|Early Pay Discount||Borrowing 20 Days (Net 30)||Borrowing 15 Days (Net 25)|
|1 percent||18.43 percent||24.58 percent|
|2 percent||37.24 percent||49.66 percent|
|3 percent||56.44 percent||75.26 percent|
|4 percent||76.04 percent||100.39 percent|
|5 percent||96.05 percent||128.07 percent|
Holy loan shark, Batman. That's real money. I don't know about you; but I think that I can find a better interest rate out there — especially in our current economy.
Let's take a look at one more set of terms. Many suppliers like to be paid in 25 days, not 30. Some folks will offer 1 percent for paying in 10 days on an invoice due in 25 days. The terms will be stated: 1 percent 10th, net 25. Again, this is a common set of terms in wholesale distribution. Let's analyze this scenario.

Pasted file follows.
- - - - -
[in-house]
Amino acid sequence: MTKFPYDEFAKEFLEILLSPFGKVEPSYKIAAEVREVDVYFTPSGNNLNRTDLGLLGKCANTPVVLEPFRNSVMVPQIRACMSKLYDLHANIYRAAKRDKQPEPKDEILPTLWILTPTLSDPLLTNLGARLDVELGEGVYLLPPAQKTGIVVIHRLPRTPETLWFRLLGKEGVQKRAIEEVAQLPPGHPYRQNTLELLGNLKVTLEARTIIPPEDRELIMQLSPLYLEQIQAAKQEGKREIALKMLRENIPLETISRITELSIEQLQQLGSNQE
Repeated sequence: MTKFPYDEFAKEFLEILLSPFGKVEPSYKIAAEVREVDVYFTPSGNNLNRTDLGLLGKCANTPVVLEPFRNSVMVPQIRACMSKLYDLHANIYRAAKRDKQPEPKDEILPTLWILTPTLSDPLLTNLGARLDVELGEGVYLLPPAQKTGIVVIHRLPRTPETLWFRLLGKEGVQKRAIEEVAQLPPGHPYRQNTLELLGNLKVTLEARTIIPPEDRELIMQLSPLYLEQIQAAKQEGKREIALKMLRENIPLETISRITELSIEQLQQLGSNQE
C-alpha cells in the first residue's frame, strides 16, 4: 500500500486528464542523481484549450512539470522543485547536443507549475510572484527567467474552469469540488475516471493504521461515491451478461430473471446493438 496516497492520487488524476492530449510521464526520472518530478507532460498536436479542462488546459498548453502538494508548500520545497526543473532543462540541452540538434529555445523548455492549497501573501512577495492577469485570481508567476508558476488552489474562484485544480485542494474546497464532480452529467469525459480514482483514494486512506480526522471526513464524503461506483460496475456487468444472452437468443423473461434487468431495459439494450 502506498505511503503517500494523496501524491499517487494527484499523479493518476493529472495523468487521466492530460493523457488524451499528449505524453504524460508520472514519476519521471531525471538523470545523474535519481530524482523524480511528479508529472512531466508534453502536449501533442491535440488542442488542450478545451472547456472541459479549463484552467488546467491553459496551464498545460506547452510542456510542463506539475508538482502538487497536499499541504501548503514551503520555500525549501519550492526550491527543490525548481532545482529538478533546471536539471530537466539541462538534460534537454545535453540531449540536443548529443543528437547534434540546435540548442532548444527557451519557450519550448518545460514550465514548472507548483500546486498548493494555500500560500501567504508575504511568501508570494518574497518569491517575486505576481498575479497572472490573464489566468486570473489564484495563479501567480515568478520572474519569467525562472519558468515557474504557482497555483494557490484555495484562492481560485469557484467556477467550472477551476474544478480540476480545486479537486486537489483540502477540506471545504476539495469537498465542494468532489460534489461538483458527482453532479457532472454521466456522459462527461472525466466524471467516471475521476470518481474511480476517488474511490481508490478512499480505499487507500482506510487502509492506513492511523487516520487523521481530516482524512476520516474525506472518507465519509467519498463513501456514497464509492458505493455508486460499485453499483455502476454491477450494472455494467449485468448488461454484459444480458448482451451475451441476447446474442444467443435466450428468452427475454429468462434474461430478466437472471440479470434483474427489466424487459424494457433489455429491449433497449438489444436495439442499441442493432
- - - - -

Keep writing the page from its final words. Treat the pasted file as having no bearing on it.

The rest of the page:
If you choose to hold onto your cash and pay in 25 days, you have essentially borrowed money for 15 days at an interest rate of 1 percent. If you push this out to an annual percentage rate, you just signed up for a 25 percent interest rate loan. Ouch.
Looking at the table above is enough to make me grab the extra-strength Maalox. I can't tell you how many times I chose to forego the cash discount just to hang onto my cash for a few extra days. When I realized the penalty here, I was blown away. Could you imagine admitting to the owner of your business that you just signed up for a 50-percent-interest-rate loan? If you are the business owner, could you admit it to your spouse? A 50-percent-interest-rate loan is what you just did if you avoided the cash discount option of 2 percent 10th, net 25.